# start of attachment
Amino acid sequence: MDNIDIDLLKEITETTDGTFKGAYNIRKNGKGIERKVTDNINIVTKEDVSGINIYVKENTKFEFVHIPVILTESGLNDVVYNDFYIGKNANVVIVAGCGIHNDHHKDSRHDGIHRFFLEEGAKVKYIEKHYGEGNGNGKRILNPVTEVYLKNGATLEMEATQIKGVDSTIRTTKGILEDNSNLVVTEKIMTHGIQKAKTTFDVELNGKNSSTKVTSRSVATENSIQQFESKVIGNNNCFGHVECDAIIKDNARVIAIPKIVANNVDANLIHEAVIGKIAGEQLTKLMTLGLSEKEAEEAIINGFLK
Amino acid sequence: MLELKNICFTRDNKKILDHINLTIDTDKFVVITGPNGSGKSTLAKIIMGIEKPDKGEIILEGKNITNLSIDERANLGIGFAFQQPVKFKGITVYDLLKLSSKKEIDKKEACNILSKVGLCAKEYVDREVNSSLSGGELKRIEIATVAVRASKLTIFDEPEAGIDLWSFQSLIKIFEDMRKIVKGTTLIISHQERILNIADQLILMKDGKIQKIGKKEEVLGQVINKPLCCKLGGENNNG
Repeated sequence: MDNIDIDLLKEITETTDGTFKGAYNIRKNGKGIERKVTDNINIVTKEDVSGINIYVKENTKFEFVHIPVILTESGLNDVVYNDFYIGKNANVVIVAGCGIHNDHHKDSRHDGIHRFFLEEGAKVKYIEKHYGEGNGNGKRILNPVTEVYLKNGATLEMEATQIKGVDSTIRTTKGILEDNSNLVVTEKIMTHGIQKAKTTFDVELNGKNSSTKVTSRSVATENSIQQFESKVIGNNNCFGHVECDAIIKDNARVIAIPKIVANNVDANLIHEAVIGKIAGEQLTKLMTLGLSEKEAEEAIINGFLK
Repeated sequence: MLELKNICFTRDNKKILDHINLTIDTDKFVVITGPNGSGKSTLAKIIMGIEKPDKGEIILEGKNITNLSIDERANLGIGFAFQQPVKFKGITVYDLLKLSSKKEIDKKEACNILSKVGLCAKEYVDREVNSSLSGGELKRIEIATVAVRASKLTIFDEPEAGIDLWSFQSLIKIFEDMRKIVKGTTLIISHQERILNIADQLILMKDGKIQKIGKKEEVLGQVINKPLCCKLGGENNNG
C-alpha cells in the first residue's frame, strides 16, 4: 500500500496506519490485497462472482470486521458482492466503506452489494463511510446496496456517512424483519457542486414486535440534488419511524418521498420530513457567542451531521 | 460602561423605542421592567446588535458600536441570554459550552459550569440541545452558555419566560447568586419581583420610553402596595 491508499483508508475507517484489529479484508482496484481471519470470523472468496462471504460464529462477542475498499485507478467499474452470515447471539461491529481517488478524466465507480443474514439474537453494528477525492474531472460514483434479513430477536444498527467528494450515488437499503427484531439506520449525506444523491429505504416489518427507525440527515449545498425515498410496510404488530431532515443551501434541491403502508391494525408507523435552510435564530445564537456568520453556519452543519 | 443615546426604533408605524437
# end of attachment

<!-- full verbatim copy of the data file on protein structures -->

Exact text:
Amino acid sequence: MDNIDIDLLKEITETTDGTFKGAYNIRKNGKGIERKVTDNINIVTKEDVSGINIYVKENTKFEFVHIPVILTESGLNDVVYNDFYIGKNANVVIVAGCGIHNDHHKDSRHDGIHRFFLEEGAKVKYIEKHYGEGNGNGKRILNPVTEVYLKNGATLEMEATQIKGVDSTIRTTKGILEDNSNLVVTEKIMTHGIQKAKTTFDVELNGKNSSTKVTSRSVATENSIQQFESKVIGNNNCFGHVECDAIIKDNARVIAIPKIVANNVDANLIHEAVIGKIAGEQLTKLMTLGLSEKEAEEAIINGFLK
Amino acid sequence: MLELKNICFTRDNKKILDHINLTIDTDKFVVITGPNGSGKSTLAKIIMGIEKPDKGEIILEGKNITNLSIDERANLGIGFAFQQPVKFKGITVYDLLKLSSKKEIDKKEACNILSKVGLCAKEYVDREVNSSLSGGELKRIEIATVAVRASKLTIFDEPEAGIDLWSFQSLIKIFEDMRKIVKGTTLIISHQERILNIADQLILMKDGKIQKIGKKEEVLGQVINKPLCCKLGGENNNG
Repeated sequence: MDNIDIDLLKEITETTDGTFKGAYNIRKNGKGIERKVTDNINIVTKEDVSGINIYVKENTKFEFVHIPVILTESGLNDVVYNDFYIGKNANVVIVAGCGIHNDHHKDSRHDGIHRFFLEEGAKVKYIEKHYGEGNGNGKRILNPVTEVYLKNGATLEMEATQIKGVDSTIRTTKGILEDNSNLVVTEKIMTHGIQKAKTTFDVELNGKNSSTKVTSRSVATENSIQQFESKVIGNNNCFGHVECDAIIKDNARVIAIPKIVANNVDANLIHEAVIGKIAGEQLTKLMTLGLSEKEAEEAIINGFLK
Repeated sequence: MLELKNICFTRDNKKILDHINLTIDTDKFVVITGPNGSGKSTLAKIIMGIEKPDKGEIILEGKNITNLSIDERANLGIGFAFQQPVKFKGITVYDLLKLSSKKEIDKKEACNILSKVGLCAKEYVDREVNSSLSGGELKRIEIATVAVRASKLTIFDEPEAGIDLWSFQSLIKIFEDMRKIVKGTTLIISHQERILNIADQLILMKDGKIQKIGKKEEVLGQVINKPLCCKLGGENNNG
C-alpha cells in the first residue's frame, strides 16, 4: 500500500496506519490485497462472482470486521458482492466503506452489494463511510446496496456517512424483519457542486414486535440534488419511524418521498420530513457567542451531521 | 460602561423605542421592567446588535458600536441570554459550552459550569440541545452558555419566560447568586419581583420610553402596595 491508499483508508475507517484489529479484508482496484481471519470470523472468496462471504460464529462477542475498499485507478467499474452470515447471539461491529481517488478524466465507480443474514439474537453494528477525492474531472460514483434479513430477536444498527467528494450515488437499503427484531439506520449525506444523491429505504416489518427507525440527515449545498425515498410496510404488530431532515443551501434541491403502508391494525408507523435552510435564530445564537456568520453556519452543519 | 443615546426604533408605524437